What makes a great general manager?

There’s been a lot of talk this week about Alex Anthapololololololoussssssss (or however you spell his name). I’ll clear the air early and say I like the hire, but that’s not the point of my musings.

Since the Anthopoulos hiring was announced, the old hot take machines of Twitter have started grinding away at trade scenarios, free agent targets, yada yada yada.

I enjoy a nice unreasonable session of guessing about things that I have no control over as much as the next person. But at the end of the day I think sometimes us fans get a bit wrapped up in the glitz and glamour of movement of any kind (especially after this long period of stagnation). And because of this, we tend to see any movement as progress.

However, let’s take a moment and look at what defines a great GM.  I believe most general managers tend to be defined by three main things:

  1. Did they cause a scandal?

Seriously, this might feel a bit raw considering the circumstances. But I’m not simply cherry-picking here.

Most GM’s that are remembered for bad reasons are committed to memory because they enabled disaster to occur on their watch. Whether said disasters be character problems, rule breaking, or downright cheating. What’s interesting is the fan-base usually doesn’t care much that he engaged in said cheating. What they usually care about is whether or not he got caught.

In this sense, Anthopoulos is pristine. Clean as a whistle. He’s never been caught, yet has cherry picked some of the best talent available through drafts and on the international market.

I could sit here and pretend to spin the idea that this guy is a saint and is the one really good guy in baseball who just wins without bending any of the rules, but let’s not be naive here. Let’s not pretend that he (more than likely) hasn’t done all of the same things other GMs around baseball have done and are doing. On the bright side, he has been smart enough to not get caught. And, let’s be clear… possession of evidence is nine tenths of the law.

Anthopoulos is obviously fantastic at covering his tracks, and without a doubt the Braves need a lot of tracks covered.

  1. Bad free agent deals.

The clamouring for big free agent signings has never been louder.  “Get Donaldson” “Trade for Archer” “What about Happ!”

No matter where you turn someone is yelling that the brand new GM should try and clear the bad taste out of Braves’ fans’ mouths by making a big splash. However, when I mention Frank Wren’s name, I am certain that most of you instantly think of BJ Upton, Dan Uggla, and of course THE MARK TEXEIRA TRAIIIIDDDDDD!

The pressure to make a big move is huge right now, but I believe it’s the wrong move.

John Schuerholz was the master of Free Agent moves. But he almost never made those moves out of desperation or pressure. In fact signing Maddux is one of the few GIANT free agent deals he made.

I’m sure some of you are screaming, “Ken! Hang on. He made a bunch of free agent deals!” But when you really get down to it, Schuerholz didn’t go after the big splashy free agent guy.

Sure, the Braves might have moved at the trade deadline and picked up a key piece during some of their biggest runs. And, I’m sure over his extended tenure you can find a bad deal or two, but there are not a lot of them that really make you shake your head.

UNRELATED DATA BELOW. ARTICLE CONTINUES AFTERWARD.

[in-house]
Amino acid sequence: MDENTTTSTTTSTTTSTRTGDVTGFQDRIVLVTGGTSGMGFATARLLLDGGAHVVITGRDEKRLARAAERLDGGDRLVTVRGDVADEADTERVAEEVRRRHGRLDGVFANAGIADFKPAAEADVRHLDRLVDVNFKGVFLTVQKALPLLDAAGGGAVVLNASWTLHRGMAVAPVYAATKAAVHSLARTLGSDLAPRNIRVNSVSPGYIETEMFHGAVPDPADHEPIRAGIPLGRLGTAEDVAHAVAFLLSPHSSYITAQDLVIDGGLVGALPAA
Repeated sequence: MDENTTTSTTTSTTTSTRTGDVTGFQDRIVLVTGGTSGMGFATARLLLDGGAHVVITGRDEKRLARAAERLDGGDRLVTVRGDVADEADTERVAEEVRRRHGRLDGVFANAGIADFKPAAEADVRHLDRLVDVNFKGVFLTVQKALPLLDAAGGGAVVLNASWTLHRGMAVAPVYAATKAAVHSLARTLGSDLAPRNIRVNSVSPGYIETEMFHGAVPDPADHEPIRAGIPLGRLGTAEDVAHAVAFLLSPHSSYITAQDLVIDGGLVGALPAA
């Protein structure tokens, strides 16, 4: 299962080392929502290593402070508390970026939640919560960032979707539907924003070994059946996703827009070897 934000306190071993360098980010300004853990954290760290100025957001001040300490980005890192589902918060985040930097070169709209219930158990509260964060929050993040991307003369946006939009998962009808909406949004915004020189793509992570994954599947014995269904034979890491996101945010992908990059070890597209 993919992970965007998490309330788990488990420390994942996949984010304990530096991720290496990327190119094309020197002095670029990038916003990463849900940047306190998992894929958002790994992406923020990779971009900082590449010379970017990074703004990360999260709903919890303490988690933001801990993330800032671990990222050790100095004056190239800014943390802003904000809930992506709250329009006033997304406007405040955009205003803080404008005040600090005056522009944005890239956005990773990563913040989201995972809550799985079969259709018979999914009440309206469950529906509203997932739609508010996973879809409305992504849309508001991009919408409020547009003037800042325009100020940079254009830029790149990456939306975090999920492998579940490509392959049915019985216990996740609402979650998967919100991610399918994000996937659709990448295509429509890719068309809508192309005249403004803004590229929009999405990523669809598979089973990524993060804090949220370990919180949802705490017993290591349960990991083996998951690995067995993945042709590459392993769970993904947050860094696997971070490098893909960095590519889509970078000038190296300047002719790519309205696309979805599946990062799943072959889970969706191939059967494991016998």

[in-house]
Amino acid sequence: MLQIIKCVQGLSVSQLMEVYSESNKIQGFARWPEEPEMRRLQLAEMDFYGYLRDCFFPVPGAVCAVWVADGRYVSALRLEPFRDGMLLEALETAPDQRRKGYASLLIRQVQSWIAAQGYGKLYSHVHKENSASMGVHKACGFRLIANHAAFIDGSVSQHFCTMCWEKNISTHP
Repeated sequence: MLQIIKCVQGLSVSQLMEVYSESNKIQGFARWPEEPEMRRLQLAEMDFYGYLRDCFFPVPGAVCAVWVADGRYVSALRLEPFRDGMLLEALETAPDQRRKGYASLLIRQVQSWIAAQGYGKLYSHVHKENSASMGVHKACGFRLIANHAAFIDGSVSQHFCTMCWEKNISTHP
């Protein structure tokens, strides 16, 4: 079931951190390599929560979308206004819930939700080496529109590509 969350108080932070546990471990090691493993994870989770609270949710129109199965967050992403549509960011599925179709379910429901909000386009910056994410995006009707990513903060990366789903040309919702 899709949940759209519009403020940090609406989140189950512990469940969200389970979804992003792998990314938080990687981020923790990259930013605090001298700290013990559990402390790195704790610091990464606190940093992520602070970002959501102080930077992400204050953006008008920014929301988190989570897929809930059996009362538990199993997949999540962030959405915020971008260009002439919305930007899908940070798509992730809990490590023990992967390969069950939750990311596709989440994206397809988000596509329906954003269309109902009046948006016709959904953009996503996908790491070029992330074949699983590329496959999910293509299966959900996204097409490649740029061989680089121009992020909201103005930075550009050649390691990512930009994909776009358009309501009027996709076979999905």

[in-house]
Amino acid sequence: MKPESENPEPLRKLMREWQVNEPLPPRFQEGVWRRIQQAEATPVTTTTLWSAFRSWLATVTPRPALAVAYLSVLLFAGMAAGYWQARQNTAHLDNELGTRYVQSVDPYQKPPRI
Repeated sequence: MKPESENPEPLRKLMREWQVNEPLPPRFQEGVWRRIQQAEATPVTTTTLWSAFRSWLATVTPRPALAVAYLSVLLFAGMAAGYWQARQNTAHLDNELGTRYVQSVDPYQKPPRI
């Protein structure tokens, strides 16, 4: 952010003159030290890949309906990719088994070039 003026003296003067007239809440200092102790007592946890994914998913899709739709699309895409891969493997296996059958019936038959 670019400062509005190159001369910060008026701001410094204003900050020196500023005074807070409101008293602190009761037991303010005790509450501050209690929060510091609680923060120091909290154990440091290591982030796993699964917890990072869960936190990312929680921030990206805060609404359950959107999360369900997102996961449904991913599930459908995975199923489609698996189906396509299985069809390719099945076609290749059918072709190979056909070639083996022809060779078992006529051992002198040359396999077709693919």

More often than not the splashy Free Agent deal is too late. It’s rare to make that huge splash and it not bite you in the butt.

  1. Finding the diamonds in the rough.

Justin Turner, Josh Donaldson, Rich Hill, Adrian Beltre… These are guys who seemed liked average players at one point in their careers, some even scrap heap bound (Hi. This is Josh. Congrats on making it this far in the article. I was actually tasked with editing this thing and I have no idea what “scrap heap bound” means. Ken’s a redneck.) but at a certain point something clicked and all four figured it out.  

Anthopoulos made the genius move of grabbing Donaldson when he was just starting to chip off some rough edges and he watched him blossom into a superstar. But the key wasn’t in acquiring Donaldson once he was great, it was in finding him before he became great.

Maybe it’s all luck, but some GM’s have a knack for finding that “guy”. Daniel Murphy’s insane turnaround, Jake Arrieta’s ascension from a 5th starter to a Cy Young winner.

It’s the stories of the guys who weren’t supposed to be stars that define amazing teams, and more importantly – amazing general managers. It’s the guys you draft in the late rounds who no one gave much of a chance. It’s not missing on your early draft picks. It’s the stuff that most people take for granted. Because of Alex’ history of finding the gems it gives me great hope that he’s the right guy for the Braves.

So sure, take a moment and enjoy the thrill of TRAAAAIIIIDDDD takes. Let your mind run wild with the possibilities, but then realize at the end of the day that at least 95% of those ideas are probably terrible trade ideas and it’s the guys you keep, the diamonds in the rough, and the free agents you don’t sign that make a huge impact and define your legacy as a GM.

Some Food for thought: As much as we want to be twitter GM’s and armchair geniuses, how are we at managing our own lives? Are we always trying to buy the next great thing, or find the little things that make a big difference in our lives? Are we searching for a way to make a big splash and change the flavor of our lives from the sour taste we might have left for others in the past? Are we consistently developing the relationships with those still in the rough? Looking for value in places that maybe other people have given up?  Maybe if we nail those things in our own life we might get a little better perspective on how to judge a general manager for our favorite baseball team.

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